Q: Is it too early to get a flu shot?

Graven: No. Check with your doctor's office, pharmacy or health department. Anyone 6 months or older can come to the (McLean County) health department. We bill insurance but, if you don't have insurance, we want to see you. (Information on adult vaccination is at 309-888-5435. Information on children's vaccination is at 309-888-5455).

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McLean County Health Department communicable disease coordinator Melissa Graven discusses the importance of getting a flu shot and taking other steps to reduce flu risk during an interview Wednesday, Aug. 28, 2019, in the library at the health department, 200 W. Front St., Bloomington.

Q: What type of flu shot should we get?

Graven: The quadrivalent vaccine offers protection against four strains and the trivalent offers protection against three strains. There also is a high-dose flu vaccine for people 65 and older...so their immune system can mount a higher response. People should have a discussion with their physician on whatever is best for them and whatever is offered...For people who have a fear of needles, there is a live-virus vaccine available as a nasal spray (but that's only for healthy people age 2 through 49).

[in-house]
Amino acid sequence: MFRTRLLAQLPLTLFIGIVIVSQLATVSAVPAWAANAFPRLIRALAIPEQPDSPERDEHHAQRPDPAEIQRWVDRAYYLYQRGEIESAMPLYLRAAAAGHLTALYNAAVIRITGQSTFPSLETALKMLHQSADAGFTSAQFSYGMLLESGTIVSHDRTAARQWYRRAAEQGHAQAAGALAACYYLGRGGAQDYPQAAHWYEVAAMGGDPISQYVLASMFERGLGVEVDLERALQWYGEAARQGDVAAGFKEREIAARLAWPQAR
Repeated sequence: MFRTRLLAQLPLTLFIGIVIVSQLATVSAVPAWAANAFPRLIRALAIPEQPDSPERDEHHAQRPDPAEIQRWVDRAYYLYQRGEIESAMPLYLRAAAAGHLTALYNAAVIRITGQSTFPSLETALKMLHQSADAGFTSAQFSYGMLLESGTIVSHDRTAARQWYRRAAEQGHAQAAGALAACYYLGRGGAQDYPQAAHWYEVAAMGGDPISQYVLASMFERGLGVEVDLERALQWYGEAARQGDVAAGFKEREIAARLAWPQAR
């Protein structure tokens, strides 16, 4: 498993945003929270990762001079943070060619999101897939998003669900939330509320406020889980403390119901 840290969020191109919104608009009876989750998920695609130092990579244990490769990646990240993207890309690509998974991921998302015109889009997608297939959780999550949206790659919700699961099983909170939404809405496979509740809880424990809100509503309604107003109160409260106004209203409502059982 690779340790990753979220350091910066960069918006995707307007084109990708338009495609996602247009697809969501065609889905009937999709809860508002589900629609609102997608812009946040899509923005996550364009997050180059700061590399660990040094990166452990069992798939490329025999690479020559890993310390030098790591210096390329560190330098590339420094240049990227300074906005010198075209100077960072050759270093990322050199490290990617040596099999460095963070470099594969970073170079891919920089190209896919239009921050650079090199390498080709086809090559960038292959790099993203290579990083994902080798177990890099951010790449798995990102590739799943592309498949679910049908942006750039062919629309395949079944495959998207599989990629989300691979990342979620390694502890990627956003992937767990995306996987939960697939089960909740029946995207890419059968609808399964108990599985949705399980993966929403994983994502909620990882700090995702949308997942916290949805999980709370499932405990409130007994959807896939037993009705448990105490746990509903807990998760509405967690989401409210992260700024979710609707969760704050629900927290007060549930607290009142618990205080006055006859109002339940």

Q: What other steps should people take to reduce their flu risk?

Graven: Have a strong immune system by eating well, getting enough sleep, drinking lots of water, engaging in self-care, listening to your body, reducing stress and washing your hands frequently.

Q: What are flu symptoms and what should we do?

Graven: Fever, fatigue, feeling achy, a cough and sore throat. Stay home from work or school, engage in supportive care and call your doctor. If you have the flu, there are anti-virals that can be prescribed which can help with symptoms but they need to be started quickly after onset of symptoms. Don't return to work or school until you are fever free for 24 hours without the use of fever-reducing medicine.

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Contact Paul Swiech at (309) 820-3275. Follow him on Twitter: @pg_swiech